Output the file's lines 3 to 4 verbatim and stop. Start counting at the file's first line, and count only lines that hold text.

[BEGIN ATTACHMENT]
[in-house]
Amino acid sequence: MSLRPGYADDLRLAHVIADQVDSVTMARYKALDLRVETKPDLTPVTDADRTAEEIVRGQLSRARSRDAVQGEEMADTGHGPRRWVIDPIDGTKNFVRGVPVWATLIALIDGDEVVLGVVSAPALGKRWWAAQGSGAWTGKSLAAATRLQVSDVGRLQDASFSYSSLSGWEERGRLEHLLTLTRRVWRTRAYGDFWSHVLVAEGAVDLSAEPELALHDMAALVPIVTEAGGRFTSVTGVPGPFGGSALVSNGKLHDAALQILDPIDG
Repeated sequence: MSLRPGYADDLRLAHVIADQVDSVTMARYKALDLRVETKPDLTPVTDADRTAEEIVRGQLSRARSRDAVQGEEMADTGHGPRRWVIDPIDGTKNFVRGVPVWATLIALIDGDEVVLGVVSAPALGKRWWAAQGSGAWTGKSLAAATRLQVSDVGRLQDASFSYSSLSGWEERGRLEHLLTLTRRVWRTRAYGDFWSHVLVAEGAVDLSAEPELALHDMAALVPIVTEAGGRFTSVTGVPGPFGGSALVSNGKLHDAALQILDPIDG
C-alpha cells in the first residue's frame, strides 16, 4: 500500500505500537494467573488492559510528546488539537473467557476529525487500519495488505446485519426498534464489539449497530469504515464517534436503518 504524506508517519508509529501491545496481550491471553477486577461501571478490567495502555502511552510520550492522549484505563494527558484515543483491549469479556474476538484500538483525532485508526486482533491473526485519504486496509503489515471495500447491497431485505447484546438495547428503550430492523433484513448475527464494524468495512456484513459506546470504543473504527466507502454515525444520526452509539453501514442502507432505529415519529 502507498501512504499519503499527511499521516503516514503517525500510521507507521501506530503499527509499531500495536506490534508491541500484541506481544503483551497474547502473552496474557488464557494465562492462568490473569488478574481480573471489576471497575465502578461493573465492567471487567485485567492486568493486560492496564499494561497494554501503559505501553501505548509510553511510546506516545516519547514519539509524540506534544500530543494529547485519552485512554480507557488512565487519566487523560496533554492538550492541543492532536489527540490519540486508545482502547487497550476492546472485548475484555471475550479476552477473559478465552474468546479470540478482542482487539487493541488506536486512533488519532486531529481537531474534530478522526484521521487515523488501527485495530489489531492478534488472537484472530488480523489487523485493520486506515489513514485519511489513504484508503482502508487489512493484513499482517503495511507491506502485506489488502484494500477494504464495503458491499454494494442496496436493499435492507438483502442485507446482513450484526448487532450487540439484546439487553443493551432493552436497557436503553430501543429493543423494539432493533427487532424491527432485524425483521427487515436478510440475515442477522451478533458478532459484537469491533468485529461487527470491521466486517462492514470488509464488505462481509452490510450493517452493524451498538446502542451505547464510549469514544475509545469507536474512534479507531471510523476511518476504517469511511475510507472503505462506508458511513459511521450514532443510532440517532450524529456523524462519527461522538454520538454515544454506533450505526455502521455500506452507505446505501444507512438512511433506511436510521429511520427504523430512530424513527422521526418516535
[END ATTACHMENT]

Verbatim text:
Repeated sequence: MSLRPGYADDLRLAHVIADQVDSVTMARYKALDLRVETKPDLTPVTDADRTAEEIVRGQLSRARSRDAVQGEEMADTGHGPRRWVIDPIDGTKNFVRGVPVWATLIALIDGDEVVLGVVSAPALGKRWWAAQGSGAWTGKSLAAATRLQVSDVGRLQDASFSYSSLSGWEERGRLEHLLTLTRRVWRTRAYGDFWSHVLVAEGAVDLSAEPELALHDMAALVPIVTEAGGRFTSVTGVPGPFGGSALVSNGKLHDAALQILDPIDG
C-alpha cells in the first residue's frame, strides 16, 4: 500500500505500537494467573488492559510528546488539537473467557476529525487500519495488505446485519426498534464489539449497530469504515464517534436503518 504524506508517519508509529501491545496481550491471553477486577461501571478490567495502555502511552510520550492522549484505563494527558484515543483491549469479556474476538484500538483525532485508526486482533491473526485519504486496509503489515471495500447491497431485505447484546438495547428503550430492523433484513448475527464494524468495512456484513459506546470504543473504527466507502454515525444520526452509539453501514442502507432505529415519529 502507498501512504499519503499527511499521516503516514503517525500510521507507521501506530503499527509499531500495536506490534508491541500484541506481544503483551497474547502473552496474557488464557494465562492462568490473569488478574481480573471489576471497575465502578461493573465492567471487567485485567492486568493486560492496564499494561497494554501503559505501553501505548509510553511510546506516545516519547514519539509524540506534544500530543494529547485519552485512554480507557488512565487519566487523560496533554492538550492541543492532536489527540490519540486508545482502547487497550476492546472485548475484555471475550479476552477473559478465552474468546479470540478482542482487539487493541488506536486512533488519532486531529481537531474534530478522526484521521487515523488501527485495530489489531492478534488472537484472530488480523489487523485493520486506515489513514485519511489513504484508503482502508487489512493484513499482517503495511507491506502485506489488502484494500477494504464495503458491499454494494442496496436493499435492507438483502442485507446482513450484526448487532450487540439484546439487553443493551432493552436497557436503553430501543429493543423494539432493533427487532424491527432485524425483521427487515436478510440475515442477522451478533458478532459484537469491533468485529461487527470491521466486517462492514470488509464488505462481509452490510450493517452493524451498538446502542451505547464510549469514544475509545469507536474512534479507531471510523476511518476504517469511511475510507472503505462506508458511513459511521450514532443510532440517532450524529456523524462519527461522538454520538454515544454506533450505526455502521455500506452507505446505501444507512438512511433506511436510521429511520427504523430512530424513527422521526418516535